“It’s the issue right at the top of the agenda for most boards at the moment. Governors and trustees are making difficult decisions and they’re not making them lightly.”
We’ve been speaking to Emma Knights, Chief Executive of the National Governance Association, about the NGA’s forthcoming ‘Week of Action‘ to call for better school funding. Emma tells us more about the campaign and how you can get involved.
Emma, What are you hearing from governors and trustees about funding issues and the effect they’re having on pupils?
Well the effects are not the same in all parts of the country – and they also vary by school phase – but put together it’s a consistent narrative, that school funding is a real issue. Some schools are struggling with capital and premises costs. In other cases schools are having to subsidise their sixth forms. For some, it means offering fewer subjects at GCSE. Special needs funding is also a big issue.
Governors and trustees, who are having to balance the books, are making difficult decisions and they’re not making them lightly. Many are telling us that they didn’t expect to have to do this when they volunteered. In our annual survey last year, the vast majority of members who responded said they felt the decisions they were having to make were affecting the quality of education provision.
So what are you asking governors to do?
There are a number of different ways governors can get involved. For some it might mean joining us at our lobby in Parliament on Thursday February 28th – but others may need to take part closer to home.
We’re asking governors to contact their local MP, invite them to their school and have that important conversation; tell them exactly what their issues are in their context and how funding constraints are affecting their pupils. In order to change hearts and minds, MPs need to understand what’s happening in individual schools and the case needs to be made face-to-face.
I see you’re also calling on some schools to speak publicly about their funding issues?
Yes and this is to help us show the variety in the ways young people are being affected. Although it’s wonderful if people are willing to put their school’s name out there – we do realise that’s a tricky decision for boards to have to make.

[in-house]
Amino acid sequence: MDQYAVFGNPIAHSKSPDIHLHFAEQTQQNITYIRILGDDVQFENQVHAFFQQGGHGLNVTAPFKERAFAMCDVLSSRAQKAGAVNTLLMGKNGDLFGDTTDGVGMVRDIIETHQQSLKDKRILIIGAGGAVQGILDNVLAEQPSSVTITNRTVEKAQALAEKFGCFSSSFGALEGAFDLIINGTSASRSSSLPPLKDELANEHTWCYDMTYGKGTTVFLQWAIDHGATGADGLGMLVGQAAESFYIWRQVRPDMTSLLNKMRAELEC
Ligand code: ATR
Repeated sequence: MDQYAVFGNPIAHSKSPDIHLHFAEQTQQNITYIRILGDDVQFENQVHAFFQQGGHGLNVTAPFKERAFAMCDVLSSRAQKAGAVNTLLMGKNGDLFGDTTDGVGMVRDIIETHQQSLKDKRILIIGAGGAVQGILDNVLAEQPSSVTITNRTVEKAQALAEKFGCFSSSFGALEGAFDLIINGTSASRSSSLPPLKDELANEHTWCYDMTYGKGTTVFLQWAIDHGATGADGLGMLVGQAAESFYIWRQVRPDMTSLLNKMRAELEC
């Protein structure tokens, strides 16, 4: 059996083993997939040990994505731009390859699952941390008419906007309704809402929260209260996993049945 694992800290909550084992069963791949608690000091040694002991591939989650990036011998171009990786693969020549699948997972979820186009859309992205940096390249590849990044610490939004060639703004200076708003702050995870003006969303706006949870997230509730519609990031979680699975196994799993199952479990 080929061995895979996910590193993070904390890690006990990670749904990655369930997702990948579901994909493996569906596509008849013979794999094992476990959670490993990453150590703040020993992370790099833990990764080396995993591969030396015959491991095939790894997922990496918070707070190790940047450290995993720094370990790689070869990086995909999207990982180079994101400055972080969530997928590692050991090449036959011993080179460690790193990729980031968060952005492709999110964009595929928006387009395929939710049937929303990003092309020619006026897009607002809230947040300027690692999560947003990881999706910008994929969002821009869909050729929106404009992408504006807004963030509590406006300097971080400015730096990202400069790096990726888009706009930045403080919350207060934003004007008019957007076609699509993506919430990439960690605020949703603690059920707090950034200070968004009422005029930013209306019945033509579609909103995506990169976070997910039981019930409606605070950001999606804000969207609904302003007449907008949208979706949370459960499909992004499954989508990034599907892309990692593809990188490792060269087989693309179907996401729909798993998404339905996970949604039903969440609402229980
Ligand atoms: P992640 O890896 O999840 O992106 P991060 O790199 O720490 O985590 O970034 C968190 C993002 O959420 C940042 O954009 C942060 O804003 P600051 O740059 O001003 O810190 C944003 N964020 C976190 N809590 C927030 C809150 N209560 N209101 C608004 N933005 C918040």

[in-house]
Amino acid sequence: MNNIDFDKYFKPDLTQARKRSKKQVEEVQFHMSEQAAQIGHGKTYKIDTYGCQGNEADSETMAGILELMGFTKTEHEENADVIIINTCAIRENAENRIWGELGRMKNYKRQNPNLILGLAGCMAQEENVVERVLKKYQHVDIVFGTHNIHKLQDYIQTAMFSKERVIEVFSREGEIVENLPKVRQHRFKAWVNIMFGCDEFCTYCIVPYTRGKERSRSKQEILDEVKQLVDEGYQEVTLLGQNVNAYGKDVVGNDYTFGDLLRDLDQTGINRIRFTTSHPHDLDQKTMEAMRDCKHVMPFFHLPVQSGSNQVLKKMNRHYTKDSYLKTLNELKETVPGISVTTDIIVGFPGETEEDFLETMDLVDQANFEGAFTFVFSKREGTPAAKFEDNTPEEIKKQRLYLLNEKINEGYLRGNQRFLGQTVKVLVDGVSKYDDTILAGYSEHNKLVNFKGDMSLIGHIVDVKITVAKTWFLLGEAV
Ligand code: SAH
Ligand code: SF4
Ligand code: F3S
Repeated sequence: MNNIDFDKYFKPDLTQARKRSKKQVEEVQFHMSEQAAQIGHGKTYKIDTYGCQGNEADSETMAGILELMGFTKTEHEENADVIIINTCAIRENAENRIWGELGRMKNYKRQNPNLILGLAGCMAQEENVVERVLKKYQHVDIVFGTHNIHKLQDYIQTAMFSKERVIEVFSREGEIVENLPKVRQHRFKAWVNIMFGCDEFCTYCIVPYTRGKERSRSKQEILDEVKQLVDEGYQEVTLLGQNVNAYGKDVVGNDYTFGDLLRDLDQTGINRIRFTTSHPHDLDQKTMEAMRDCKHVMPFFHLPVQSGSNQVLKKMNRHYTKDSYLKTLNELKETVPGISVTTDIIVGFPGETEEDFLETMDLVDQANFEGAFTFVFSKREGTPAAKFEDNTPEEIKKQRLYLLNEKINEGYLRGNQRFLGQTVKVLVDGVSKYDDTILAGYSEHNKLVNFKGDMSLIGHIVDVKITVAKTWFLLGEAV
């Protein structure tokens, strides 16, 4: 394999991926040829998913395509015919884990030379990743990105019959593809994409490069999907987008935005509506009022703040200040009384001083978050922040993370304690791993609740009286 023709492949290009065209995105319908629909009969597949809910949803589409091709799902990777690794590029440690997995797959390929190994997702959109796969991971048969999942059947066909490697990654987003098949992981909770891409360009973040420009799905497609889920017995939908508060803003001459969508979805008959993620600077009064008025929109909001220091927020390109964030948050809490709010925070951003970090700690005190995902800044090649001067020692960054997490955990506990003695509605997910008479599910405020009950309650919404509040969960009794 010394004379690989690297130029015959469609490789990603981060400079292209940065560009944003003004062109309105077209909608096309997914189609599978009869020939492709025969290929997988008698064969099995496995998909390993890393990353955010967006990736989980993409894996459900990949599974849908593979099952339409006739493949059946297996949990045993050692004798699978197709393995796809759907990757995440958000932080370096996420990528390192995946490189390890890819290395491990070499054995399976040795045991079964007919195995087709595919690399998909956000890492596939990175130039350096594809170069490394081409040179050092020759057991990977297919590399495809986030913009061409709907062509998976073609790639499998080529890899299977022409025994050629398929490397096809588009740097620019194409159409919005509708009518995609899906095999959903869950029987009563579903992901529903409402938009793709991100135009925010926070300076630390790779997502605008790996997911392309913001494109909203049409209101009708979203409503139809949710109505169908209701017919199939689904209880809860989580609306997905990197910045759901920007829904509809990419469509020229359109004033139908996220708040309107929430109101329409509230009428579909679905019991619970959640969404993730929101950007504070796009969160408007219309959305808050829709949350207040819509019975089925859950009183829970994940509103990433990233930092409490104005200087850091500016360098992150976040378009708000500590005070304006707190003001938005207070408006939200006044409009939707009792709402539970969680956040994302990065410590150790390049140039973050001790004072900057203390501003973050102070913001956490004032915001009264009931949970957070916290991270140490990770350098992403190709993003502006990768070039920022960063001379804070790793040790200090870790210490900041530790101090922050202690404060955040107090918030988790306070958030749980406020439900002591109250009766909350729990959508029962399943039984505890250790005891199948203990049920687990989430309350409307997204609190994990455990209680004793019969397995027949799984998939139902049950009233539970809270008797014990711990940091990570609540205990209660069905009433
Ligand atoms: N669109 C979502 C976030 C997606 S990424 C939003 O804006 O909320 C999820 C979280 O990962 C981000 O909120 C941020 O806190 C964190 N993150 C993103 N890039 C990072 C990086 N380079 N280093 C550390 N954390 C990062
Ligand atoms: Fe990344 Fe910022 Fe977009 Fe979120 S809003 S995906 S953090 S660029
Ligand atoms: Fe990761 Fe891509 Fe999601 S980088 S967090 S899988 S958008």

So we are happy to anonymise case studies as long as we know they’re right. We’ll be asking people questions to make sure we get the story correct, but we don’t have to name schools if governors would prefer not to.
We often hear the government come back and say that ‘school funding is at record levels’. Are you anticipating a response similar to this?
Well in fact that’s exactly why we need to do this, because the government’s arguments aren’t advancing – they’re coming back to that same headline figure which just isn’t meaningful for people who’re trying to balance budgets at a school level.
This is why it’s so important that individual stories are heard – because if they’re not, we’ll just get the top line figure again.
Will this be one of the most active campaigns for the NGA so far?
Absolutely. We do a lot of lobbying in terms of talking to the Department for Education in all sorts of ways but primarily by discussions behind the scenes.
In terms of a public, concerted, continued campaign – yes – this is our most active campaign so far. This is because it’s an issue that’s right at the top of the list of things that most, not all, but most governing boards are concerned about. That’s really why we’ve decided to take a different approach on this one at this point.
To read more about the NGA’s Week of Action, please click here.
For those wishing to get involved in the event on Thursday 28th February, here are some important timings:
14.00 – 17.00, governors and trustees will meet MPs in a committee room in the House of Commons to urge MPs to invest in the future of children and young people. There will be a panel of speakers at 15.00, so appointments to see MPs are best made for 14.00 to 15.00 and at 16.00. Please click here to register for the event.